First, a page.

HARRISBURG - Following significant public comment, Pennsylvania Game Commission Executive Director Carl G. Roe Thursday announced that the agency will not be moving forward to draft regulatory changes to place three species of bats on the Commonwealth's endangered species list. While some comments supported listing bats, Roe said more discussion, research and coordination need to be done before the agency takes such action.
"The Game Commission has sought to be more transparent and open about ideas that may be presented to our independent Board of Game Commissioners for consideration," Roe said. "To that end, we recently solicited public comment through an announcement in the Pennsylvania Bulletin that we were considering actions to protect three species of bats being impacted by white-nose syndrome (WNS).
"We accepted and tabulated public comments far beyond the 30-day window and, based on that public comment, have decided that we will not be drafting any proposals to put before the Board to change the status of three bat species. More discussion, research and coordination needs to be done, and we now have many questions that we can add to those we had developed internally as we seek to manage the state's wildlife resources."
Roe noted that the decision to include the request for public comment in the Pennsylvania Bulletin was intentional, as it is the Commonwealth's official gazette for information and rulemaking, and goes above and beyond the agency's statutory requirements for allowing for public comment.
"The Pennsylvania Bulletin is an important means of reaching anyone who follows state government, and is closely followed by representatives of various industries and conservation interests," Roe said. "To expand on our statutory requirements for public comment, we recently have begun taking advantage of this opportunity made available to state government agencies so that we can gather input before we - as a staff - begin to draft regulatory changes to take to the Board.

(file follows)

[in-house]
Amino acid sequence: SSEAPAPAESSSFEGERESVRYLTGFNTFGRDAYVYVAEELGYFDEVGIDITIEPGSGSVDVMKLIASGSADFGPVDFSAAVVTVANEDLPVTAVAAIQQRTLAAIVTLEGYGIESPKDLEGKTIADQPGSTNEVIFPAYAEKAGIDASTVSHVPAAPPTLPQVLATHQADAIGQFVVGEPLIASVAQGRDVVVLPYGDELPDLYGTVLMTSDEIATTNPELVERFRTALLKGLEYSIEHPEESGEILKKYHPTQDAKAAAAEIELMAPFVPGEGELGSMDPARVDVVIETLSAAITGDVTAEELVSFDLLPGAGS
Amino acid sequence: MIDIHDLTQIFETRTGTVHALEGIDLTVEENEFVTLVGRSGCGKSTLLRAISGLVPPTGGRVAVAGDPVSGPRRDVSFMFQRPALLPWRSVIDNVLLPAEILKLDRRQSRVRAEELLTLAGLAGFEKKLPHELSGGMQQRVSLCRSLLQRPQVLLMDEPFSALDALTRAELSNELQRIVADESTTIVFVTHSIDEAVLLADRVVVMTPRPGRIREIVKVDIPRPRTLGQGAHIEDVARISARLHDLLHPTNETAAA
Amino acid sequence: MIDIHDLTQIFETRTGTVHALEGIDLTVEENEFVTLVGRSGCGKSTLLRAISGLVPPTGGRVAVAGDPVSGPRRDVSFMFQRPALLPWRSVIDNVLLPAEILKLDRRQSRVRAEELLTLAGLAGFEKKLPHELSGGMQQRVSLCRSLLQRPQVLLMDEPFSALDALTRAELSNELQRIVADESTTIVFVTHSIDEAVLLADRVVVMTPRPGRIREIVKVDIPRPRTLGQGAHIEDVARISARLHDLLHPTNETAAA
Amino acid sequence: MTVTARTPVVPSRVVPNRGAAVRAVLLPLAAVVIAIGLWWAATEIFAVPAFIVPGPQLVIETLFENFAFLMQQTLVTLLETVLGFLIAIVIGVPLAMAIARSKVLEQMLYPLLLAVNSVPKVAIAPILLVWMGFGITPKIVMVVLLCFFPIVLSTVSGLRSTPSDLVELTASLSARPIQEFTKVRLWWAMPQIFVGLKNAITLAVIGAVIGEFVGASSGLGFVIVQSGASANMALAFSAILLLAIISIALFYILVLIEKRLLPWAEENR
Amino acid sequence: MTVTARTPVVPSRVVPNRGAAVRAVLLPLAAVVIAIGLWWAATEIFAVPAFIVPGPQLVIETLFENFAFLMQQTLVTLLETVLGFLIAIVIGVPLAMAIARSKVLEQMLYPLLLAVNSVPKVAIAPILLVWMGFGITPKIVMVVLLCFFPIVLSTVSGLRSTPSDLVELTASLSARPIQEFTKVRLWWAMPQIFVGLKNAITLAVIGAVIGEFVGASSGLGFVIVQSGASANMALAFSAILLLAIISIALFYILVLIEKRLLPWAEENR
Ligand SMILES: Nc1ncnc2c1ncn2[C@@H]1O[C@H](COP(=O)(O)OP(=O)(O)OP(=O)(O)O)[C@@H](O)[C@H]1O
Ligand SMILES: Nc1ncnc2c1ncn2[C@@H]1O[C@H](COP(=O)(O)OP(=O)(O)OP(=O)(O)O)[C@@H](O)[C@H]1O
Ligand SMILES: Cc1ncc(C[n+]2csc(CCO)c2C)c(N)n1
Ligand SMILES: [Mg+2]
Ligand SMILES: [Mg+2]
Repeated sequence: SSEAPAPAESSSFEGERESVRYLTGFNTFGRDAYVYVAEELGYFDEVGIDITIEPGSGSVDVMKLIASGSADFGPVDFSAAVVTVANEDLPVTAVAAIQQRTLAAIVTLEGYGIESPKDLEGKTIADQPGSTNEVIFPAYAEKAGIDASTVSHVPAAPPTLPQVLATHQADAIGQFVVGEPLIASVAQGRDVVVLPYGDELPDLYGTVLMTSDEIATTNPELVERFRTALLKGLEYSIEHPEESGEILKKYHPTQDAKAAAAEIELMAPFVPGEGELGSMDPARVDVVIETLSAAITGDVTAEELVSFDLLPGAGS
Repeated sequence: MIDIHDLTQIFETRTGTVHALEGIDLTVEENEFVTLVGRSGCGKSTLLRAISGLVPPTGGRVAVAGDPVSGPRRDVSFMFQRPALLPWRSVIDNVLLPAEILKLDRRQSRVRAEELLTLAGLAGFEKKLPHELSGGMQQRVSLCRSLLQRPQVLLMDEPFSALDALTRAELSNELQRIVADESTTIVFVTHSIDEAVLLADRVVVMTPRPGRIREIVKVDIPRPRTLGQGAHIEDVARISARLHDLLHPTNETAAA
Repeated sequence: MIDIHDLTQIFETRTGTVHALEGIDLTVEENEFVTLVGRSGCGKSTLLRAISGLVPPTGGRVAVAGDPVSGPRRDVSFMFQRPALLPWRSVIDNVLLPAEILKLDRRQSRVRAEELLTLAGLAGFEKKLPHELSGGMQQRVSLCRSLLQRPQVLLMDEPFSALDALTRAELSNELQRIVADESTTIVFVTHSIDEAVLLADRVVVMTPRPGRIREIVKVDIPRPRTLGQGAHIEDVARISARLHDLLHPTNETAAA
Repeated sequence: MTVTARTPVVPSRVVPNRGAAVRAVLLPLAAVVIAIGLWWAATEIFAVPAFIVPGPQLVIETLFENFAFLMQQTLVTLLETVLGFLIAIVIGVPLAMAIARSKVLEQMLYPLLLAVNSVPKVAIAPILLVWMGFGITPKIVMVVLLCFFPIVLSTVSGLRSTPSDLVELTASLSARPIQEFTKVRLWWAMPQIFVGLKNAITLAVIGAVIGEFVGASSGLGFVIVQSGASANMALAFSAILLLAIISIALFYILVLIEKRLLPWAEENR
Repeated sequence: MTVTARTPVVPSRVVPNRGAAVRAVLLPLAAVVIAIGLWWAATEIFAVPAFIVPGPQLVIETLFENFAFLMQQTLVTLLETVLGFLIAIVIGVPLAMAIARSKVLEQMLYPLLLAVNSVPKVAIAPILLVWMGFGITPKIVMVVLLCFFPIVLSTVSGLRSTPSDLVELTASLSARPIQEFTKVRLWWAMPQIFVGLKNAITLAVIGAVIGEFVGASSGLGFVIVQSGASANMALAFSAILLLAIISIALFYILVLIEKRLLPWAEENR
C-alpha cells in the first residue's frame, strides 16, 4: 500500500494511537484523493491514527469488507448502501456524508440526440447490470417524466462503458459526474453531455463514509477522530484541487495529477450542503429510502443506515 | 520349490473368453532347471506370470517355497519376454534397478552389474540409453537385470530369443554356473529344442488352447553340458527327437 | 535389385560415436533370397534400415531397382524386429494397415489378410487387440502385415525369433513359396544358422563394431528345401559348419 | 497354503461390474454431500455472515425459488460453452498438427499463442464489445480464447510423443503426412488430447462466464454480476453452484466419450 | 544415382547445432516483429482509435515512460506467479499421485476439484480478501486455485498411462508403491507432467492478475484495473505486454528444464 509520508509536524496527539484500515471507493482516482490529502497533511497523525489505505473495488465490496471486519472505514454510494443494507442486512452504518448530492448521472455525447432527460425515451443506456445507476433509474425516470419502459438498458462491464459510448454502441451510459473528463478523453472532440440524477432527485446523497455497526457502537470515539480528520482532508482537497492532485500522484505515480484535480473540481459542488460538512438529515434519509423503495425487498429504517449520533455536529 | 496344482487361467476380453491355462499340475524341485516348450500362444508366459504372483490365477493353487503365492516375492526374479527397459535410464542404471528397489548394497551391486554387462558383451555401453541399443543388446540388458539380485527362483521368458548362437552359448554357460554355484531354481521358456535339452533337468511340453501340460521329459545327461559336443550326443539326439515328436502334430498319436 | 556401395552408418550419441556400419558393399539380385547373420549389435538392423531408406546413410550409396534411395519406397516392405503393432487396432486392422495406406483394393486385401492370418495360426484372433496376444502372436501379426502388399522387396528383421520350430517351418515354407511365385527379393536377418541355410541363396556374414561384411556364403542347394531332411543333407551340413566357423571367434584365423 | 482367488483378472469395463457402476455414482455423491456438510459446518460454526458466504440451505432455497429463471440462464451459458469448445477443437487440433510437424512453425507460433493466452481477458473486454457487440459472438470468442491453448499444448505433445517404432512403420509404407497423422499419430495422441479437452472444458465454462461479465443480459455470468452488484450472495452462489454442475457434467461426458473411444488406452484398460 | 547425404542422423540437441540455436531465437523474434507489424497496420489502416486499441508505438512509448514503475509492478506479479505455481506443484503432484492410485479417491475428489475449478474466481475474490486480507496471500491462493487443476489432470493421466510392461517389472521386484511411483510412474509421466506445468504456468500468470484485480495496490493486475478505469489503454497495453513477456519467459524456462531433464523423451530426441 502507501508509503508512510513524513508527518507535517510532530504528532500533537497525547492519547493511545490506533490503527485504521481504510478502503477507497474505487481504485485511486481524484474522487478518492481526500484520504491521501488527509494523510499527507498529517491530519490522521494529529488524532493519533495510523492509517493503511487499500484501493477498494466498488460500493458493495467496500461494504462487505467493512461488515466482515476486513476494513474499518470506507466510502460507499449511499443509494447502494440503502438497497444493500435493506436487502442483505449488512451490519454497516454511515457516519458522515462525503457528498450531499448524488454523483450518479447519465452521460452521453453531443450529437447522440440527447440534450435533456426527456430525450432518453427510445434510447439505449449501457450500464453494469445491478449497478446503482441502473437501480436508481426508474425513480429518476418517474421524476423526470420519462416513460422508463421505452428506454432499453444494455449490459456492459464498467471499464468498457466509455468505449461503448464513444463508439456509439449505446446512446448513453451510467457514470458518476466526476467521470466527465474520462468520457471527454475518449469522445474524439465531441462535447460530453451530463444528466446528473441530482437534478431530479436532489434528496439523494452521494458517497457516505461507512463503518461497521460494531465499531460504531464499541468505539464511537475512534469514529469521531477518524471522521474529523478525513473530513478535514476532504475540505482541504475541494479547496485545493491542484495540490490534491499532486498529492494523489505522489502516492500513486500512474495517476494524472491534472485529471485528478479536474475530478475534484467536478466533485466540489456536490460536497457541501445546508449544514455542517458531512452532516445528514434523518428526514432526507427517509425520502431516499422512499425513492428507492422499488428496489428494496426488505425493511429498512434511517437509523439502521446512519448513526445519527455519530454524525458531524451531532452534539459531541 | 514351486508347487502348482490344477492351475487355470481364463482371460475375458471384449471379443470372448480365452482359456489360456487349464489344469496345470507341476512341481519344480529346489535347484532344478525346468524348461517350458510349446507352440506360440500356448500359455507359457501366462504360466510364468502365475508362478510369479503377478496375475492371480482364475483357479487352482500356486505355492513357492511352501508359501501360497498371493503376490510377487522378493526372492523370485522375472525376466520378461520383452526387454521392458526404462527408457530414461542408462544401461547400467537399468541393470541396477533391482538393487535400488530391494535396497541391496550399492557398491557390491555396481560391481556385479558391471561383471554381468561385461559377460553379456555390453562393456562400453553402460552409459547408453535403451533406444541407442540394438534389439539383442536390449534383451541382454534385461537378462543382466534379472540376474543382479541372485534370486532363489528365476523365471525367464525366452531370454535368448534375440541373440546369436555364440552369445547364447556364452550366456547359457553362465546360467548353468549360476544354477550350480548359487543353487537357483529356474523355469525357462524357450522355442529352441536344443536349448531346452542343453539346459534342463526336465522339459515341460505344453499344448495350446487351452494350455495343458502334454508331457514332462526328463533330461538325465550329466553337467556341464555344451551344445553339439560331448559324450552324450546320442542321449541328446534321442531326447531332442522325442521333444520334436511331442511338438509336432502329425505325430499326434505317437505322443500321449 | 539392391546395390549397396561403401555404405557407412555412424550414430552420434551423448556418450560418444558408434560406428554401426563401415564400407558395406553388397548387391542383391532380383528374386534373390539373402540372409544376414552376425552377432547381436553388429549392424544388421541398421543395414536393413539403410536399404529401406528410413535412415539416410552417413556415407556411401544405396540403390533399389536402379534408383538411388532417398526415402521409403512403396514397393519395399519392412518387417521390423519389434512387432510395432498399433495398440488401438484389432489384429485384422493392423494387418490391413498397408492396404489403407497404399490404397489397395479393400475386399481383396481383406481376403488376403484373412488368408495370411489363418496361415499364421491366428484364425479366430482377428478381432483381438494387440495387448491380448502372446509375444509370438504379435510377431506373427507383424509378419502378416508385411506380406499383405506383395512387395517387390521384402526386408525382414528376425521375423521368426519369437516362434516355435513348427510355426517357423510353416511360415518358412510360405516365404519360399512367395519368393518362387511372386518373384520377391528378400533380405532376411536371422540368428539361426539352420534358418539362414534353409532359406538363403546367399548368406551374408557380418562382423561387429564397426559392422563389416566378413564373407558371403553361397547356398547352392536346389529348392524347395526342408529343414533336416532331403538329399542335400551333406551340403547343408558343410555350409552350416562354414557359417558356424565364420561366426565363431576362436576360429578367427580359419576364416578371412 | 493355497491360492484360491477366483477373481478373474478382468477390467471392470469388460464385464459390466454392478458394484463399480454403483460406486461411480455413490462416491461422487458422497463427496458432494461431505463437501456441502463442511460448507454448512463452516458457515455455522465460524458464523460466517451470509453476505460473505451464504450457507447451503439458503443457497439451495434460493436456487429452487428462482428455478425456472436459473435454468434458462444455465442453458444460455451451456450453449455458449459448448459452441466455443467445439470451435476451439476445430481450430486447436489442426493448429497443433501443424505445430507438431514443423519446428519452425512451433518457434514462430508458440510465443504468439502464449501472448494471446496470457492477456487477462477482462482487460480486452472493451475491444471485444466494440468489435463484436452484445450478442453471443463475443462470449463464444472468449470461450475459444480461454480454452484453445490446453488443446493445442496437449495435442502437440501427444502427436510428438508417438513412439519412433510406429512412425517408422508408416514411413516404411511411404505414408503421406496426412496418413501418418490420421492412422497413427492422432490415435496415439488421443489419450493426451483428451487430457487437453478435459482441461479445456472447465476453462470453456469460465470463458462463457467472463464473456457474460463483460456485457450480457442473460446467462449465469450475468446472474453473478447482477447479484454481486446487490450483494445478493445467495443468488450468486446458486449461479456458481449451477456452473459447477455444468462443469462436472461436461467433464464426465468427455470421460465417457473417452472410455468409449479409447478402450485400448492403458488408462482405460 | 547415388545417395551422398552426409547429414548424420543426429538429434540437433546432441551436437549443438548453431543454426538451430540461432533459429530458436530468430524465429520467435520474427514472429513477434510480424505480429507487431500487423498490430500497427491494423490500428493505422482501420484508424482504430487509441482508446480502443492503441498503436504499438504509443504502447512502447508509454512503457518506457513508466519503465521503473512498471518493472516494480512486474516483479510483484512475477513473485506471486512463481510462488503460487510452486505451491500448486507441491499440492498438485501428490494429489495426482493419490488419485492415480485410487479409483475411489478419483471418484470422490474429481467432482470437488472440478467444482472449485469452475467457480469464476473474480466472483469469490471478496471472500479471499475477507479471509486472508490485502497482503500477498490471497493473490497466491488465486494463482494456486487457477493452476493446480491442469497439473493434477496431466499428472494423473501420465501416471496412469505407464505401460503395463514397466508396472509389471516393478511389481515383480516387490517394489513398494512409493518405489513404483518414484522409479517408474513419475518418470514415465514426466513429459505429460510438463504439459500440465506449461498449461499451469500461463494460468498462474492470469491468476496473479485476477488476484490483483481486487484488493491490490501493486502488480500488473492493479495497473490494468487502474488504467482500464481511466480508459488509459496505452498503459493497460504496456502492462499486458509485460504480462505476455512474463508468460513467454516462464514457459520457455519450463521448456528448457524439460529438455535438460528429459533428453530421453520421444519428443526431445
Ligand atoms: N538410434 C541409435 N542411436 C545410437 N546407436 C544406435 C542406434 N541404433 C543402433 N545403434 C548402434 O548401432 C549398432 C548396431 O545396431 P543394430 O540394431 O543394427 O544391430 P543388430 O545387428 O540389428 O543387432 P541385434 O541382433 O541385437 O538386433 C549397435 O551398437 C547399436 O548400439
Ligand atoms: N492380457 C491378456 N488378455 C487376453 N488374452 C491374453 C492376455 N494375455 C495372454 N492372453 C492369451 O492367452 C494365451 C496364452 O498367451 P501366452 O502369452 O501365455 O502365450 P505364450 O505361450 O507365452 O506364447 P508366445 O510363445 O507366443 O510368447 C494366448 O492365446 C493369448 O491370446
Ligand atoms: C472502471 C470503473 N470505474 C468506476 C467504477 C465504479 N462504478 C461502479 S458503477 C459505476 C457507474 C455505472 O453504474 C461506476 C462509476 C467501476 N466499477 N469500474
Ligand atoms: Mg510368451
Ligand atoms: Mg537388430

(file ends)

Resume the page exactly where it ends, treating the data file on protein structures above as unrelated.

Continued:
"Through this process, we heard from various wildlife organizations and representatives from the timber, oil, coal and gas industries, as well as legislators. At the present time, it is clear that more discussion, research and coordination need to be done on WNS and the other outside factors that are impacting our bat populations, as well as how we can craft solutions that protect bats without threatening the industries that employ thousands of Pennsylvanians."
Roe also noted that the Game Commission will be holding a public meeting with the House Game and Fisheries Committee later this month for the purpose of receiving additional input from members on this issue.
Roe noted that Game Commission biologists have been at the forefront of research into WNS, but that no treatments have been identified to eradicate the disease. In 2007, the Game Commission began working with wind energy developers to find ways to avoid, minimize and mitigate impacts on bat and bird populations through a voluntary cooperative agreement, to which 33 wind developers have signed on.
"As the Commonwealth agency charged with protecting and conserving wild birds and mammals, we have an obligation to all Pennsylvanians to manage both game and nongame species," Roe said. "While we rely on sound science to guide our actions, we also consider public input and the resulting impacts of our actions. We look forward to working with concerned parties on both sides of the issue."
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